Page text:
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Archive for June, 2009

I promised to blog about my new online scheduling find, but I wanted to do my review justice, so it took me a few days. But here it is!

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When my husband David came on board with homeschooling Satori, he wanted to see some project management stuff. Like milestones, specifically. Satori already hit all typical preschool milestones and many of kindergarten, so I’m not sure how to set “milestones”. However, I DO fully agree to get more organized. So I embarked on the search for the perfect online scheduling program. Having been a web programmer, such a thing was right up my alley, but I had to admit, not the project I wanted to work on right now. But I knew what I wanted.

I wanted a system that had the following features:

  • Online – so I could access from any computer, or while traveling
  • Secure – uses SSL so personal info can’t be stolen
  • Catered to homeschoolers (or school in general), with features that we’ll love
  • Ability to let Satori log-in (in the future, she’s too young right now)
  • Handy Calendar – monthly and daily views
  • Was easy and simple to use
  • Was flexible!

I tried a few, but fell in love with Homeschool Skedtrack. It does all I wanted, but so, so, so much more. Best of all, it is FREE! It makes its money by sponsors and affiliate advertising.

Here’s the screen I see when I log in:

Homeschool Skedtrack

Homeschool Skedtrack

Here’s our Math Course report:

course-report-mus

The beauty of this is that I can setup all our math lessons in order, but not worry about dates. I am able to “Predict Dates”, which comes in handy, it will take our lessons sequentially, subtract the days we don’t do math, subtract weekends, holidays, vacations, full-day field trips, and present the dates that each lesson would be covered.

So when you log in, you’ll be presented with Today – Daily Schedule with all your lessons for that day. You can mark them off as you complete them.

Daily lessons

Daily lessons

For flexibility, if we have an unexpected sick day, or don’t get through an entire lesson, we simply don’t check it as Completed, and it will show up on the next available day.
To learn more, check out Homeschool Skedtrack’s website and view more sample screenshots, video tutorials, forums and more! They have forums and are very responsive to user feature requests. One request I will make is to see if I an pay something to get rid of the ads. 🙂

I realize that I haven’t updated our Prehistory Curriculum lately, and have been getting hits from random searches on our blog – like prehistoric plants, Dunkleosteus, trilobite cookies, Dimetrodon and more. 🙂 We have entered our Dinosaur study month and been enjoying just focusing on dinos. In a few weeks, we’ll be hosting a fabulous Dinosaur party, complete with dino dig, dino egg hunt, Stegosaurus cake and more! If you live near us, have a child interested in dinos, and haven’t been invited yet, let me know. 🙂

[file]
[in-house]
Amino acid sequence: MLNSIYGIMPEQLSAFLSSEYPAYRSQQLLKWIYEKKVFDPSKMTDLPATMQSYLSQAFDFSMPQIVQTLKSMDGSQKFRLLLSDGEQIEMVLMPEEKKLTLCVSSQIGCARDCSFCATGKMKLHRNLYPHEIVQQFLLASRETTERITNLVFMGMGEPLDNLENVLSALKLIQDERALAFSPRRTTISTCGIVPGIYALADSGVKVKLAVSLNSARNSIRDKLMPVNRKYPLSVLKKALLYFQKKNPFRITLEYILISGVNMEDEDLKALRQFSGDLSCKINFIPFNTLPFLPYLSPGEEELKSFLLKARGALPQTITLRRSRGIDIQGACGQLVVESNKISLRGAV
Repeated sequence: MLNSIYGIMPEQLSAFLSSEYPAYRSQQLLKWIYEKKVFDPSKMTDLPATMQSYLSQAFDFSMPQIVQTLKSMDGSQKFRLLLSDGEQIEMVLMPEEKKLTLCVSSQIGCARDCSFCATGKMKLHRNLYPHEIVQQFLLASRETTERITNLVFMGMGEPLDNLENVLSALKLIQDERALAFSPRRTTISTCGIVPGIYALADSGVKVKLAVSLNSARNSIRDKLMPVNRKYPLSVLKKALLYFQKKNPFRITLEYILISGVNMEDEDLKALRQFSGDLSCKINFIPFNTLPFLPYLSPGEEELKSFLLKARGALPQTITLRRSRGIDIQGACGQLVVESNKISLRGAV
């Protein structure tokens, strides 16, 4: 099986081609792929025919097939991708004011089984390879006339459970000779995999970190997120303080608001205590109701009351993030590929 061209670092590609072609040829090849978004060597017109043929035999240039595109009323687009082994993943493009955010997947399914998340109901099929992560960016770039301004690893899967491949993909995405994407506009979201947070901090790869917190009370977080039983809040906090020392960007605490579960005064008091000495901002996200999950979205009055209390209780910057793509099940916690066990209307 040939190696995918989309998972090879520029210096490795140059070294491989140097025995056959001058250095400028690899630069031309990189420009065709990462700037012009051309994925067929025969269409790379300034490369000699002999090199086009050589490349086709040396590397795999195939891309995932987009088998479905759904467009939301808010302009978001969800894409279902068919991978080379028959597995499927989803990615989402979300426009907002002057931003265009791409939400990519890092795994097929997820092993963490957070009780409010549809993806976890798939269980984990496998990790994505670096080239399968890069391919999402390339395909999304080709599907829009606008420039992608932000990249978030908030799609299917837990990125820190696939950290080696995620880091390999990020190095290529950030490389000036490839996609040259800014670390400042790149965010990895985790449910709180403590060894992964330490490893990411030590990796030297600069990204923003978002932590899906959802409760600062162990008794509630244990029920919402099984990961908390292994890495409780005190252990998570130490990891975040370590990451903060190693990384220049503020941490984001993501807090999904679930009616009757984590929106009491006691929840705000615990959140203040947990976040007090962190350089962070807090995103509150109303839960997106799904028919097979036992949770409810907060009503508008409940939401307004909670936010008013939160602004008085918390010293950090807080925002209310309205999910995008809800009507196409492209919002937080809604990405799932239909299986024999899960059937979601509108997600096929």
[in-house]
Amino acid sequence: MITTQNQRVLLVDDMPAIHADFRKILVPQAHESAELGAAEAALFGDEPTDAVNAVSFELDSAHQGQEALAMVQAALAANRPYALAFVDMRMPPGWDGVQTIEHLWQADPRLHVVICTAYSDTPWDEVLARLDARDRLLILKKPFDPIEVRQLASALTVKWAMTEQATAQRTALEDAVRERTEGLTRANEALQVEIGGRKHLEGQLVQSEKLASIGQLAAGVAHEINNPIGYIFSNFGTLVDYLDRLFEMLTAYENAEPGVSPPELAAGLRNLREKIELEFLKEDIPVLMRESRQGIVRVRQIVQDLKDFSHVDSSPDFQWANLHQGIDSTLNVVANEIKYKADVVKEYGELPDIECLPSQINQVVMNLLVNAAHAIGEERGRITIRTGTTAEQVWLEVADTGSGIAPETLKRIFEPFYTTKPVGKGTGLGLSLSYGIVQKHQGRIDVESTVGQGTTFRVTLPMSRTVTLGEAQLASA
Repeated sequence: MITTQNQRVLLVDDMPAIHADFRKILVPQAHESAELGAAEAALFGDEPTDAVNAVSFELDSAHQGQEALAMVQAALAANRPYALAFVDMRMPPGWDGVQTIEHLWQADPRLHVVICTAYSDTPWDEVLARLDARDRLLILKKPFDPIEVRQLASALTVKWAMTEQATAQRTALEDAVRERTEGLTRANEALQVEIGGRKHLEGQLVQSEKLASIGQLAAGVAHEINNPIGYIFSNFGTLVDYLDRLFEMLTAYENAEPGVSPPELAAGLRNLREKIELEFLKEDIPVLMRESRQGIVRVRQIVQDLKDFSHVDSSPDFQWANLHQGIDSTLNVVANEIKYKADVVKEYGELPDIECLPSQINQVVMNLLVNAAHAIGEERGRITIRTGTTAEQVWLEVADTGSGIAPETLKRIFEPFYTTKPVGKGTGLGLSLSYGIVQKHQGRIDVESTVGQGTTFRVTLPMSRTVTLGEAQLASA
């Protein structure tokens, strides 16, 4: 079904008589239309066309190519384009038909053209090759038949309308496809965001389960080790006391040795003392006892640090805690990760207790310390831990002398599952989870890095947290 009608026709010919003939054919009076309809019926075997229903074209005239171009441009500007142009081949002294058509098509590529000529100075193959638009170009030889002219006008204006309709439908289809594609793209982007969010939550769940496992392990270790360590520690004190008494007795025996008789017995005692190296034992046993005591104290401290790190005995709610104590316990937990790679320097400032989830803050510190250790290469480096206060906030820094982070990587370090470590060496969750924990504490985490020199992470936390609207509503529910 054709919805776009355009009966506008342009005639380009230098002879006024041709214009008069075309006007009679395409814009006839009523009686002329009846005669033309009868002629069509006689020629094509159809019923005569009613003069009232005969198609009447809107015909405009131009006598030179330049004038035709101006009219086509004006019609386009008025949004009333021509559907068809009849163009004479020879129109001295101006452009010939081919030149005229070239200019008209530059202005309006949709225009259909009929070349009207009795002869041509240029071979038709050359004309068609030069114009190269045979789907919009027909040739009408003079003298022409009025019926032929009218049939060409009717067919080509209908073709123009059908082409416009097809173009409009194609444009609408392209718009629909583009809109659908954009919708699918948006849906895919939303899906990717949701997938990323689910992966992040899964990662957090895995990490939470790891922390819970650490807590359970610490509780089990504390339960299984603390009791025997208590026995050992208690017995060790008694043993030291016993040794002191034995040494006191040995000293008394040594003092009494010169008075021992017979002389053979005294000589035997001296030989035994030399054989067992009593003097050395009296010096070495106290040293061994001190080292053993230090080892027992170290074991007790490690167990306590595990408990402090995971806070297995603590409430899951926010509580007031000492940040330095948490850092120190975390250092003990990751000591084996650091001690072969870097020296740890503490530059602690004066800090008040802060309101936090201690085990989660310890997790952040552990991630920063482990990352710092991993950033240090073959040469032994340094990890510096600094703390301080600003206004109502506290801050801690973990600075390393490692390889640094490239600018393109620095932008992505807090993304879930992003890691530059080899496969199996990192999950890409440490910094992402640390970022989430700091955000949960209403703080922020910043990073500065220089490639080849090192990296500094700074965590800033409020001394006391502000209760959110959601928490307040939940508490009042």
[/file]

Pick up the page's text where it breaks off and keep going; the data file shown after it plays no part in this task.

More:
Tonight Satori and I played the Dinosaur Excavation Game. Sadly, it was a poorly designed game. It is like the game Operation, except you are to try to excavate fossils our of T-Rex. Touch the sides and he roars!

Dinosaur Excavation Game

Dinosaur Excavation Game

The reasons why we didn’t like it was because it was hard to get the fossils out. They were curved and slippery, it was easier to put them in upside-down so we could get some sort of grip. Secondly, the game stopped roaring after a dozen roars, even though I put new batteries in! (Maybe it had to do with Satori putting the excavation tool in her mouth?) The 36 Dino trivia cards were quite easy for someone into dinosaurs, which could be a good thing for a 4 year old, or a bad thing for an older child (too easy), and Satori was able to name most of the answers  before me even giving her the choices. Oh well. We ended the night playing Hungry, Hungry Hippos!

The past few months I’ve noticed that Satori is relatively enthusiastic about spelling (we’re talking about a 4 year old who only can read CVC type stuff yet, although today she did read her first 6 word sentence!) It never occurred to me to work with her on that. But now I realize that it can be helpful in learning how to read as well. After months of lurking on homeschooling forums, I chose this program – All About Spelling (AAS). It looks like a fun, yet effective, multisensory way to teach spelling.

So I ordered the AAS Level 1 and Starter Kit, which includes the letter tiles and magnets, which I had to cut and put together.

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The things you will need that are optional but highly recommended, are a 2’x3′ MAGNETIC white board and an index card file box. Some people might find it painful to buy an expensive white board this big, but I’m such an office supply geek that I couldn’t wait to find the perfect board. This one sits on the floor of our carpeted loft so we can learn spelling sitting together on the floor. (It will also hang on a wall too.) It tucks away and sits propped up under Satori’s desk when done.

Magnetic white board for AAS

Magnetic white board for AAS